1 Adoption is assessed against key elements of the national standard (which are defined as aspects of the standard for which national consistency is considered important). The assessment is as follows:

  • the following coding has been used to record each jurisdiction’s legal requirements against each key element:

Y the key element has been fully adopted in the jurisdictional framework;

M most of the key element has been adopted in the jurisdictional framework;

P only a portion of the key element has been adopted in the jurisdictional framework;

N the key element has not been adopted in the jurisdictional framework; and

? status of adoption yet to be determined.

  • the assessment is not restricted to OHS regulations. It is determined by whether a jurisdiction has a legal requirement equivalent to the key element irrespective of the body of legislation or legal practice that provides the basis for the requirement.

  • overall consistency ratings are calculated for each key element, each jurisdiction and the standard. These ratings indicate the sources of national consistency/inconsistency. They are not weighted for size of jurisdictions or the relative importance that may be assigned to key elements. In calculating overall ratings individual “?” are excluded. Ratings of “Y” and “N” require all components to have the same rating. Ratings between these two are averages of the components’ ratings.

2 Commonwealth Regulation requires the holding of a certificate issued by a State/Territory Authority. Therefore, in effect, this represents complete consistency with the requirements of the standard3 Comparability against Overseas Equivalents

New Zealand

  1. New Zealand does not have an inclusive certification standard for users and operators of industrial equipment. Its framework for competency is included in individual codes of practice through the following statement:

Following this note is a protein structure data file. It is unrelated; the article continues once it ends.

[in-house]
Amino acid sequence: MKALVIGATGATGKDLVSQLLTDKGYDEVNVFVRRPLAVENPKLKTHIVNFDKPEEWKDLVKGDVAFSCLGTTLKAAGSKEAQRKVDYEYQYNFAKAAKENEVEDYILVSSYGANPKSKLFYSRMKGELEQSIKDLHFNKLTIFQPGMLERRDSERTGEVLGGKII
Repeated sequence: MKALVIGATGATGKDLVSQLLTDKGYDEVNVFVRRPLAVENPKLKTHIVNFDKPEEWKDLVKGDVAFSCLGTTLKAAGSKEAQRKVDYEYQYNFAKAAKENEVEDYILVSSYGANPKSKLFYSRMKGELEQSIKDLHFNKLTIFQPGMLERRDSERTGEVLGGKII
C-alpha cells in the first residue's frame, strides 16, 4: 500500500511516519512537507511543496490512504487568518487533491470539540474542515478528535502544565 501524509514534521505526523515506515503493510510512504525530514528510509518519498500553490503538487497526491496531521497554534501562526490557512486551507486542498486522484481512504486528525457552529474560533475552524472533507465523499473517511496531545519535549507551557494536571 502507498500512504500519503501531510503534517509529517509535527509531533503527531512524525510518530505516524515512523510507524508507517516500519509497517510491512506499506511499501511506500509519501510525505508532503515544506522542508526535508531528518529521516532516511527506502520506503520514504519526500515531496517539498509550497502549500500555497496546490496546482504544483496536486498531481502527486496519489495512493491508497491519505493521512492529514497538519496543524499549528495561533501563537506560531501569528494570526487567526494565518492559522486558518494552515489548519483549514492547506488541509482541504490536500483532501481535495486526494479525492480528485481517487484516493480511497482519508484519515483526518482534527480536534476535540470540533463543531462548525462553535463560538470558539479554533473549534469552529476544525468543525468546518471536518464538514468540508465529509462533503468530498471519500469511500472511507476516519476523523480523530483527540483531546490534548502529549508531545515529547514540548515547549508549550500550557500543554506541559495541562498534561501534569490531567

“Employers shall ensure employees are either sufficiently experienced to do their work safely or are supervised by an experienced person. In addition, employees shall be adequately trained in the safe use of all plant, objects, substances and protective clothing and equipment that the employee may be required to use or handle”.

  1. New Zealand has individual codes of practice covering the scope of the National Certification Standard. These are:

    1. Approved Code of Practice For Canes- Includes the Design, Manufacture, Supply, Safe Operation, Maintenance and Inspection, March 2001.

    2. Approved Code of Practice For The Safe Erection and Use Of Scaffolding, Revised 1995.

    3. Approved Code of Practice for the Design, Safe Operation, Maintenance and Servicing of Boilers, 1996.

  2. The New Zealand ‘Approved Codes of Practice’ are provided for in section 20 of the Health and Safety in Employment Act 1992. The codes are statements of preferred work practice or arrangements. Compliance with codes of practice is not mandatory. However, they may be used as evidence of ‘good practice’ in court.

United Kingdom

  1. The United Kingdom does not have an OHS certification standard. OHS competency is incorporated into individual legislation using requirements such as “…examination by a competent person…”.

  2. The United Kingdom has two major Regulations referring to industrial equipment:

    1. Provision and Use of Work Equipment Regulations 1998 (Statutory Instrument 1998 No. 2306); and

    2. Lifting Operations and Lifting Equipment Regulations 1998 (Statutory Instrument 1998 No. 2307).

  3. These regulations do not specify competency requirements apart from noting “… employees who use, supervise or manage the use of, work equipment have received adequate training for the purposes of health and safety …”.

  4. The Health and Safety Executive has accredited third party providers who are used by the employer to run health and safety competency certification for various construction activities and tasks including scaffolding, hoists, etc.

United States